The Dog in the Polish Village

ID-10025746 I have no name, but that doesn’t bother me.  What is a name anyway?  I live in the woods near the farmhouse at the edge of the village they call Pierzwin.  The little girl lives in the farmhouse.  She’s small, so small, and toddles when she walks.  She is mine, this I know.  I am hers.  This she knows. The one who doesn’t know is the old woman with whom the girl lives.  The girl must always beg for a scrap of bread for me, which the woman throws far from the farmhouse door, as though this would keep me away from the girl.

When I first saw the little girl playing along the edge of the creek, I knew she was mine to watch over.  She was stooped down looking at a rock, the sun glinting off her flax-colored hair.  I stood downstream, regarding her.  The girl looked up at me and laughed.  I can still hear the sound—like a thin, golden strand twirling up into the air.  I walked to her and nuzzled into the crook of her arm.  She laughed again, breathing sweet breath on me.

Today everything is different.

Yesterday as the day darkened, the little girl played alone in the farmyard.  Snow started, then grew heavy, swirling from every direction.  Instead of going inside, the girl toddled toward the woods.  I watched the farmhouse door to see if the old woman would call for her.  She did not. I followed the girl, a few feet behind her, whining and willing her to turn back.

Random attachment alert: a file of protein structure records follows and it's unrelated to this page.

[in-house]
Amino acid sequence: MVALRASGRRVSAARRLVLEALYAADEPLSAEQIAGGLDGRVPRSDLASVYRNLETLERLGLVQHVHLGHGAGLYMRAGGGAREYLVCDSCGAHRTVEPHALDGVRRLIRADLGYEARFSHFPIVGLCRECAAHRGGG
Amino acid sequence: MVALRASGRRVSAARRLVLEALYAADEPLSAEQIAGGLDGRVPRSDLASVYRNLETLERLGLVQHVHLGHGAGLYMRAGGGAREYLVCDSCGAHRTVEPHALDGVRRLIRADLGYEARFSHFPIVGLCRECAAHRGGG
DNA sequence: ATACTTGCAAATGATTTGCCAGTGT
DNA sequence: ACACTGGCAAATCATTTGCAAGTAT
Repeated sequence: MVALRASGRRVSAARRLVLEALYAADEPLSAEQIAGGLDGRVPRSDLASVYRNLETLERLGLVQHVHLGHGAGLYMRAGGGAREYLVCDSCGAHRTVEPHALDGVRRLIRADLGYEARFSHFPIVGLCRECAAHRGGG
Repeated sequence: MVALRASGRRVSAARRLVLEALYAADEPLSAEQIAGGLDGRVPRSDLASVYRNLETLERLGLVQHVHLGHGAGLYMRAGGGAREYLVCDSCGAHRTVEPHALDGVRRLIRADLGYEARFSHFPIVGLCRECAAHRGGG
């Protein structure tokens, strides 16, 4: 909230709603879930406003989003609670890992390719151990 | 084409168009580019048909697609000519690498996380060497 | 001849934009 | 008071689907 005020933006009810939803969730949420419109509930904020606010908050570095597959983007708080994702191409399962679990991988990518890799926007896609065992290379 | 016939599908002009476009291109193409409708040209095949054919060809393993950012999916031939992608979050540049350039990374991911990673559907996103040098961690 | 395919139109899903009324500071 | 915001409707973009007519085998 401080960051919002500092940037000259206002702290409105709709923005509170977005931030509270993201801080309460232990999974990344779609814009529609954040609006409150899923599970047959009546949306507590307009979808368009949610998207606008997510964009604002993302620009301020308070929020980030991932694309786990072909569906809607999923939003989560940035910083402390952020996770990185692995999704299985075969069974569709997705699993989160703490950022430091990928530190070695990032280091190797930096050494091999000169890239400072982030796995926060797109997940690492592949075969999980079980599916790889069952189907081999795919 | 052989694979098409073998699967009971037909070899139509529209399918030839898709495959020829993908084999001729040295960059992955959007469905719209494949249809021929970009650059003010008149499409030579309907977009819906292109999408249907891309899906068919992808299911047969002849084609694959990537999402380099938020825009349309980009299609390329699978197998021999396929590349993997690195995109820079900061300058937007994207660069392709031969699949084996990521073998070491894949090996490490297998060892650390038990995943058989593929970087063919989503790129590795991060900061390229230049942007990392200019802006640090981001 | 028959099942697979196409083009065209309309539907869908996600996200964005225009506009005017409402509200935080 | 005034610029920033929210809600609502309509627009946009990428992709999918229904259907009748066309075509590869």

She meandered to the edge of the creek.  Looking up at the sky, she stuck out her tongue to catch the snowflakes, lost her balance, and slipped down the steep slope toward the water.  I caught the edge of her skirt in my teeth but it did not stop her.  The cloth ripped, the water splashed, and the girl cried.  I leapt to her.  She took hold of my fur, and I pulled us up the slope.

I tried to lead her to the farmhouse, but she turned the other way.  I barked for her to follow me, but she kept her course, away.  I followed.  At the edge of the woods I tried to steer her back, but she sat down, shivering.  I took the arm of her coat gently between my teeth and tugged, but she lay down and cried.  I peered into the darkness.  Was there no one who would come for her?  I thought to run to the farmhouse door and bark, but I couldn’t leave her.  I lay down, circling myself around her small body, willing her shivering to stop.  More snow came.  The girl slept, and so, eventually, did I.

At first light, I heard the calls.  I nosed the girl awake and barked, again and again.  The girl sat up.  I nosed her again: call out, cry out.  She sat mute.  I continued barking.  I sensed the footfalls on the earth before I saw the people.  I ran to the men, then sprinted back and forth between the men and the girl, trying to tell them.  They followed me.  A man scooped the girl into his arms and carried her away.  I stood watching for a few moments then, hanging back, followed.

The old woman ran from the farmhouse door and grasped the girl.  There were so many people, so much noise.  I watched, then retreated.  As I walked into the woods I heard a whistle.  Looking over my shoulder, I saw a man coming toward me.  I thought to dash away, but something in his manner seemed gentle.  I sat down and waited for him to approach.  He extended his hand for me to sniff and touched my head.  “It was you,” he said, “you are the one.  Come.”

I walked a few respectful paces behind him.  We entered the farmyard.  The man said some words to the old woman.  She studied me, then opened the door wide and with a sweep of her hand asked me to enter the farmhouse.  I looked into her eyes for a moment, and then stepped inside to warmth.

 

German shepherd photo by Maggie Smith

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